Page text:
“Coach teachers in and model effective use of technology tools and resources to continuously assess student learning and technology literacy by applying a rich variety of formative and summative assessments aligned with content and student technology standards” – ISTE Coaching Indicator 3g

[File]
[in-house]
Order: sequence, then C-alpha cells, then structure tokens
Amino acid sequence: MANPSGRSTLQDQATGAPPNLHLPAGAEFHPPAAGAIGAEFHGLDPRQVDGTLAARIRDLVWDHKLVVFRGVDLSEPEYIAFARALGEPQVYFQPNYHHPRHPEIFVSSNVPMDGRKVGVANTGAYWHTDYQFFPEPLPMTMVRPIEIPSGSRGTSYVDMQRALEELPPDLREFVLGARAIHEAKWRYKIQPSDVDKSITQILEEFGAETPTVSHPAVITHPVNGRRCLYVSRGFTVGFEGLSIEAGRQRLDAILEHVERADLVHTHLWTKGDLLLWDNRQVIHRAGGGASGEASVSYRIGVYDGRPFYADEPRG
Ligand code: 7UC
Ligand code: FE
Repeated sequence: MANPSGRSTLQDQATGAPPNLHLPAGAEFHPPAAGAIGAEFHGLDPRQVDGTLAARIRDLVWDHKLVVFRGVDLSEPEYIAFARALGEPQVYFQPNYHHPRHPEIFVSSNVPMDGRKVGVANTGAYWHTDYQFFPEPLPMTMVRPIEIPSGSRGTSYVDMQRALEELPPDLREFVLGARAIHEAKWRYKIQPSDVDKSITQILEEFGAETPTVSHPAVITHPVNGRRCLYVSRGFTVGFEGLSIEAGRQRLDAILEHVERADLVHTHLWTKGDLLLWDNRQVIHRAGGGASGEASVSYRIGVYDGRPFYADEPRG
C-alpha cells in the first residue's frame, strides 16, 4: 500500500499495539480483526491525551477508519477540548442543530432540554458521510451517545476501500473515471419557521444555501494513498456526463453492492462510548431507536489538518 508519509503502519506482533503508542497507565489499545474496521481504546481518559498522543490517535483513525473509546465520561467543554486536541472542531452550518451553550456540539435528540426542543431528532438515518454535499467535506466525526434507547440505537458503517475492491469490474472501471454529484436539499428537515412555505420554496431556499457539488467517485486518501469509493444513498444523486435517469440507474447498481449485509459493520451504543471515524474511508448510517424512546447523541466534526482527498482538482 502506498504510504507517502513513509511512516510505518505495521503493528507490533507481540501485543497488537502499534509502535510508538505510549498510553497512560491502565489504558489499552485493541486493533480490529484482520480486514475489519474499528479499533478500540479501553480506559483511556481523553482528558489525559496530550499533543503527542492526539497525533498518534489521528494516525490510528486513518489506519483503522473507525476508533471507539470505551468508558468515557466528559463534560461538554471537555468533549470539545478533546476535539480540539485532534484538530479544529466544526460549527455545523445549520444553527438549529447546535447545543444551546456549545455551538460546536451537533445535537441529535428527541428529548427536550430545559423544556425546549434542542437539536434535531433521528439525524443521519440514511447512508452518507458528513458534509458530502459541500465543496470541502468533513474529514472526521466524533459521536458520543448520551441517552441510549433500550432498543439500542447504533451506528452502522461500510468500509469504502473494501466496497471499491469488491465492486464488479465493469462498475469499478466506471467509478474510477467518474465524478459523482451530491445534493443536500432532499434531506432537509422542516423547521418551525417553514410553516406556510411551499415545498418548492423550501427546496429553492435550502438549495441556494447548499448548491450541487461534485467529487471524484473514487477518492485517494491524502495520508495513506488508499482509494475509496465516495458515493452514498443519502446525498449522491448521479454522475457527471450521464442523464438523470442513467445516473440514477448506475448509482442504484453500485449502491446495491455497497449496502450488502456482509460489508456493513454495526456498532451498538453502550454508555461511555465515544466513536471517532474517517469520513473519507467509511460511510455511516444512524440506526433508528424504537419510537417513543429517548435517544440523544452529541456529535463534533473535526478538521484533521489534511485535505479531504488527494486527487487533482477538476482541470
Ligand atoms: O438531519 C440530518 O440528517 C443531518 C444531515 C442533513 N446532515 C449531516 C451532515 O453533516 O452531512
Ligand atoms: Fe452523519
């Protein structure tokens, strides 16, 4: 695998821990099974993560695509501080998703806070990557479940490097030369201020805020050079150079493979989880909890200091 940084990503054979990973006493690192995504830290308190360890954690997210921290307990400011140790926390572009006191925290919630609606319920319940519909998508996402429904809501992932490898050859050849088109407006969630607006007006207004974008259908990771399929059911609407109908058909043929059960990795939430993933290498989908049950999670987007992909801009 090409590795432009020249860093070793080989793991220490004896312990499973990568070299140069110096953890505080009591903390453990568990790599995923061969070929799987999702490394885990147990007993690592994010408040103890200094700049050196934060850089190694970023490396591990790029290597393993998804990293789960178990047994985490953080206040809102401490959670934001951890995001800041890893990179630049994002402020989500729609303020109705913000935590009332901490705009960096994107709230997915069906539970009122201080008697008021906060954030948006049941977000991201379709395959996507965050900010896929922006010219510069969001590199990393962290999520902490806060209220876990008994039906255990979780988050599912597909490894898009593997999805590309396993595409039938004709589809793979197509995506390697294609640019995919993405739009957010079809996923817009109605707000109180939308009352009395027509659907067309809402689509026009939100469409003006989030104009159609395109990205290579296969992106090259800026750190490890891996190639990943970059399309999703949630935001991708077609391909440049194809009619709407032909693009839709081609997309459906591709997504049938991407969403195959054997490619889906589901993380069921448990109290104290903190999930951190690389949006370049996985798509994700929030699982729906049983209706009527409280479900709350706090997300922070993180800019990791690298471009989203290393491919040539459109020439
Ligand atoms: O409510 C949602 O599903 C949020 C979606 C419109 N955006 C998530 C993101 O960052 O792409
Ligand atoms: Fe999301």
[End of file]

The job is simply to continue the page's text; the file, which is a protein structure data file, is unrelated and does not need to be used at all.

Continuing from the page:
When reflecting on my what I’ve learned about ISTE indicator 3g, I thought specifically about how schools measure students’ technology literacy. It’s a complicated subject and no one system works perfectly for every school in every situation. Individual technology targets for students are not only dependent on the various needs of differing institutions and clientele, they are also subject to constant change as technology changes. In looking at the big picture then, the assessments first need to be rooted in a sound philosophical understanding of how technology should be used, and then it can be effectively measured. In my post Building a Better Education with Scaffolding! I look at Dr. Liz Kolb’s “Triple E Framework” for the implementation and integration of technology in education, and I examine its use as the foundation for an assessment tool. The framework emphasizes course content which is then made more Engaging, Enhanced, and Extended by the use of technology. Dr. Kolb provides a series of compelling questions at each level related to both content and technology that can help guide a school in establishing specific standards. At one point I write that the frameworks serves as a “measurement tool to help teachers write better tech-integrated lessons and help administrators better gauge the effectiveness of how technology is integrated in their schools.” This is an important first step. Even now, as my current school considers how it wants to establish and measure technology standards for students, the importance of a sound foundation upon which to build is crystal clear. I will be advocating for the Triple E framework as I believe it has the clearest guidelines as we seek to set the standards we will soon be measuring.